Dan Tudor

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AHCA Recruiting Phone Call Notes & ResourcesFriday, April 28th, 2017

Recruiting phone calls aren’t easy much of the time, but they also sure don’t need to be as hard as some coaches make them.

If your goal is to make better, more effective, more time-efficient phone calls, I want to help make that happen. So, as a follow-up to our AHCA recruiting session information we presented in Naples, Florida, I wanted to pass along some resources that will really help you if you’re a coach who wants to master this aspect of your recruiting job.

Here’s what I’m including:

  • The full powerpoint presentation notes for “7 Ways to Make Better Recruiting Phone Calls”.
  • Additional important reference articles, research and other resources to make you an expert at what you do.

Three other things before I get to that:

  • If we don’t work with you on a client basis, and we’ve never talked to you about what we do before, click here. We are good at what we do, and work with other hockey programs around the country. If you’d like to have a conversation about what that would look like with your specific coaching staff, email me at dan@dantudor.com.
  • Next time you see your athletic director, suggest that he or she brings me in to work on your campus for two days and teach the department the latest techniques and strategies, click here for an overview that outlines this comprehensive, customized training. If you liked the session you sat in on at AHCA, you’ll love it when we personalize everything to your school, and your specific situation.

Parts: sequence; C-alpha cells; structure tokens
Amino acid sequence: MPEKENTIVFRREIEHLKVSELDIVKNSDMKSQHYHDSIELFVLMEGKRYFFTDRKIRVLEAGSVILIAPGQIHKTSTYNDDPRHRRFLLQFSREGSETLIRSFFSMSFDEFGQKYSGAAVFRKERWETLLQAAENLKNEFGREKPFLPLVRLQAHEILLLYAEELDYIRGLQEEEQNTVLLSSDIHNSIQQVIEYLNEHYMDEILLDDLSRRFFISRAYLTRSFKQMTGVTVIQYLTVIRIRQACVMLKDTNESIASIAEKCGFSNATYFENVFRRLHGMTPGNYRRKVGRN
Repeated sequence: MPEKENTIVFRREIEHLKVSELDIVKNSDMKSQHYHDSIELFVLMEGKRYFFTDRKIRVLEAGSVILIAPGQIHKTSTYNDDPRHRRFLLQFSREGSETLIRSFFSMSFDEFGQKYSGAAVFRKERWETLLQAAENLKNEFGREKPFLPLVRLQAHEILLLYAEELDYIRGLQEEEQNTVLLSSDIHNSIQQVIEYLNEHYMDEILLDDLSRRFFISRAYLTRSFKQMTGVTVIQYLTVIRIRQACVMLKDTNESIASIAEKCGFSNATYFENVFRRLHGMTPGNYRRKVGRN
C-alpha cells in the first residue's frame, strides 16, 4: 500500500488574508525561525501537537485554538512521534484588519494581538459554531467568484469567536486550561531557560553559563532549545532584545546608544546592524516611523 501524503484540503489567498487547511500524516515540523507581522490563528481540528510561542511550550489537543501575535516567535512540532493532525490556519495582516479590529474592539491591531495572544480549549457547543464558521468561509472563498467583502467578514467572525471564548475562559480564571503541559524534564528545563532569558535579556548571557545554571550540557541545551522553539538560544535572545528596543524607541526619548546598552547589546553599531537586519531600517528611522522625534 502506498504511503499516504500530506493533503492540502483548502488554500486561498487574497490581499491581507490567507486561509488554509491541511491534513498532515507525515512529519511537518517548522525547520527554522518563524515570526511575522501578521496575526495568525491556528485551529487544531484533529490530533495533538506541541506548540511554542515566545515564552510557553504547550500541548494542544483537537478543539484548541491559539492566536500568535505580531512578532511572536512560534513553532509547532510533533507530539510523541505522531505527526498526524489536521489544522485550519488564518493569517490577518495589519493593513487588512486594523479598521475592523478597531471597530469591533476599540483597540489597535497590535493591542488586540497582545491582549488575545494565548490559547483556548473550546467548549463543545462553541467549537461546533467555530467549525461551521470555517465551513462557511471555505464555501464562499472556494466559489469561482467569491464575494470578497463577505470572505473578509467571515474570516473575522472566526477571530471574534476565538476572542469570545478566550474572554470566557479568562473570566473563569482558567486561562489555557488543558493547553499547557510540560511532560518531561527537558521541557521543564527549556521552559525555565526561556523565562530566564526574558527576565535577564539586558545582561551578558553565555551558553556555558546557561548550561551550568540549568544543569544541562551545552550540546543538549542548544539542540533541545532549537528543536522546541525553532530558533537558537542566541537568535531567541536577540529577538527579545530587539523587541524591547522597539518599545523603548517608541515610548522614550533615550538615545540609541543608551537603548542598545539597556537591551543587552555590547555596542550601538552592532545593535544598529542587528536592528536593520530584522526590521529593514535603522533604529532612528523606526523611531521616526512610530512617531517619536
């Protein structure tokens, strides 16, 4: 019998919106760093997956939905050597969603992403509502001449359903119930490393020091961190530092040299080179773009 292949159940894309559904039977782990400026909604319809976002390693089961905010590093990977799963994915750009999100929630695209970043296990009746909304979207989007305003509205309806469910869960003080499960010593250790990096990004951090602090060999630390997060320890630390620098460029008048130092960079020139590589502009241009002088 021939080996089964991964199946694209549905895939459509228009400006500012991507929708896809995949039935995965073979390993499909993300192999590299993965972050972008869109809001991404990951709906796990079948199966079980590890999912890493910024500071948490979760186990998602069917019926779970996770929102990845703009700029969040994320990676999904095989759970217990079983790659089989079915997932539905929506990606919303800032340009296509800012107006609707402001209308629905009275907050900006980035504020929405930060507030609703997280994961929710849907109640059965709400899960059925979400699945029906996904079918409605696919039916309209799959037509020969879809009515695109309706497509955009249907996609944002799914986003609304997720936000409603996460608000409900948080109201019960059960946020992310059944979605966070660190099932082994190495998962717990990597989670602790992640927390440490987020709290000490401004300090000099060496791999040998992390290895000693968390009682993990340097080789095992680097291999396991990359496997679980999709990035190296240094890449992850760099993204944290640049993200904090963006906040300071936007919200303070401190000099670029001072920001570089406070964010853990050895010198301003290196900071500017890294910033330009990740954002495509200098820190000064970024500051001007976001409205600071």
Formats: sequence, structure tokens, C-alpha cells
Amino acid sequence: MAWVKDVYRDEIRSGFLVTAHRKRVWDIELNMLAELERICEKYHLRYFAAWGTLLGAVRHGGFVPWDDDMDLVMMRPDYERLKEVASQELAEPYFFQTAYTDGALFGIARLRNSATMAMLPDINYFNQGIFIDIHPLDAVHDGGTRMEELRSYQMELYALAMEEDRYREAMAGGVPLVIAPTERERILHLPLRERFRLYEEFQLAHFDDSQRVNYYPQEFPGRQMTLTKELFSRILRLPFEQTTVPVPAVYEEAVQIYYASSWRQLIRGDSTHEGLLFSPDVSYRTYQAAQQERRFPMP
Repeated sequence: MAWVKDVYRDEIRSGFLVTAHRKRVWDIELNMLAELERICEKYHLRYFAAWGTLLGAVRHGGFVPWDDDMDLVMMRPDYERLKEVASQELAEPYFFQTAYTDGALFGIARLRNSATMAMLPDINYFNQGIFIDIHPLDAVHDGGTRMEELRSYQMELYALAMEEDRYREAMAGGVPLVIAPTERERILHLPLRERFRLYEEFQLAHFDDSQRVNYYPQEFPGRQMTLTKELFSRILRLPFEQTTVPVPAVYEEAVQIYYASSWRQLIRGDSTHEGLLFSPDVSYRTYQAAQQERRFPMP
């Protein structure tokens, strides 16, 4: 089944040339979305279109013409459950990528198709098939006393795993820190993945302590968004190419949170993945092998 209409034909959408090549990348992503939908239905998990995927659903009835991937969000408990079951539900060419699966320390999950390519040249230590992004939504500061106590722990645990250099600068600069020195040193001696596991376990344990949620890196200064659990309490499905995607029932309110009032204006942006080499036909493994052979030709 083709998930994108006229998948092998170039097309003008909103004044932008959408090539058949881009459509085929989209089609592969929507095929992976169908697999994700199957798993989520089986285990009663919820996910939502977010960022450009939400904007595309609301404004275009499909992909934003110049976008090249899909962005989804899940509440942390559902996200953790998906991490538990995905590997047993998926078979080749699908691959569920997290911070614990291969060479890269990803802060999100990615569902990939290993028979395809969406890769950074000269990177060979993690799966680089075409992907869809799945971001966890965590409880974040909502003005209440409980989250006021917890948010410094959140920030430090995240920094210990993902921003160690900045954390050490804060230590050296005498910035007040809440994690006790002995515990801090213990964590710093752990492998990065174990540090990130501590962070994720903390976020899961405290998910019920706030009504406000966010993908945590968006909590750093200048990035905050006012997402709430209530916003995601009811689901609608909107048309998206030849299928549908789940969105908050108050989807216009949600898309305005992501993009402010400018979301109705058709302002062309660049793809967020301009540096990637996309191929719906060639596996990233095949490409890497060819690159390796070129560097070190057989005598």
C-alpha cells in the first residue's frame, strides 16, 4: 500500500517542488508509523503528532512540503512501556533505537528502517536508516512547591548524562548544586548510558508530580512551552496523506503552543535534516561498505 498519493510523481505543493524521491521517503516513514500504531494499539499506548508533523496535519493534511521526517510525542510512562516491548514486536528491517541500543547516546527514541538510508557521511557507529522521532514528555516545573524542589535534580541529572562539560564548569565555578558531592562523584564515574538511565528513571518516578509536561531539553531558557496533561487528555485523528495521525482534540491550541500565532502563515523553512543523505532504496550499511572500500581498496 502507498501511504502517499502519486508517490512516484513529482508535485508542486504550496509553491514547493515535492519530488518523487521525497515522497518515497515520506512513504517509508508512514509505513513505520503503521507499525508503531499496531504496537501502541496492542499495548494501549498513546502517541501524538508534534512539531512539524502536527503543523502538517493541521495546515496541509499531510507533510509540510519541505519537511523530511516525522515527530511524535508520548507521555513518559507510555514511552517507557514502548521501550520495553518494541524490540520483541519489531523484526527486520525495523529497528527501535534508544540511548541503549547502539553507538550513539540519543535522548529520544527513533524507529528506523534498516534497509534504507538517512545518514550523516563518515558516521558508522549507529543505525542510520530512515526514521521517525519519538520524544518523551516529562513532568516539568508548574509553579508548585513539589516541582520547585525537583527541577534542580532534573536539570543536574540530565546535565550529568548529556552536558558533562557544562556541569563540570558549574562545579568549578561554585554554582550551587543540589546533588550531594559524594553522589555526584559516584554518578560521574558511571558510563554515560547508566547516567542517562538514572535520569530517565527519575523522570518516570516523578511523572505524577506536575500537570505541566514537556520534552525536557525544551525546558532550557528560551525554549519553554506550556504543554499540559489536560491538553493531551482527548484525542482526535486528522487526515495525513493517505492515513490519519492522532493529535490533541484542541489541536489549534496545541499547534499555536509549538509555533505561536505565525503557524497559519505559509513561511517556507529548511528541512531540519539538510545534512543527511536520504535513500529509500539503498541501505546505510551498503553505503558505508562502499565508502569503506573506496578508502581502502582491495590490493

• Join fellow coaches from all over the country this June at the upcoming National Collegiate Recruiting Conference. It’s an unbelievable weekend of next-level recruiting techniques and strategies. Watch this, and then save your seat.
  • Finally, consider becoming a student at Tudor University. It’s a comprehensive recruiting training and certification program for college coaches. It’s advanced online learning, and lots of coaches say it’s the best training they’ve received when it comes to recruiting. Click here for the details.

O.K., here are the notes from the AHCA Convention recruiting session:


7 Ways to Make Better Recruiting Phone Calls


AHCA 2017 – 7 Ways to Make the Right Recruiting Phone Call NOTES

  • Why do your prospects dislike phone calls so much? Click here for some interesting insights we didn’t have time to get to during our AHCA session.
  • There are a lot of reasons we find today’s recruits prefer text messages over phone calls. Click here for the research and reasons (you’ll be glad you did).
  • We have a fantastic recruiting strategy podcast, College Recruiting Weekly, and you should subscribe to it (available on iTunes, Google and Stitcher). Here’s an episode that you can listen to right now that talks about how you can get your prospect to reveal the truth to you by pushing their “psychological pause” button. You haven’t heard this information before, so take the time to listen to it, Coach. Click here and be amazed.

Thanks again for attending, Coach, and for letting me contribute to your convention on a regular basis. I appreciate it, and look forward to the next time!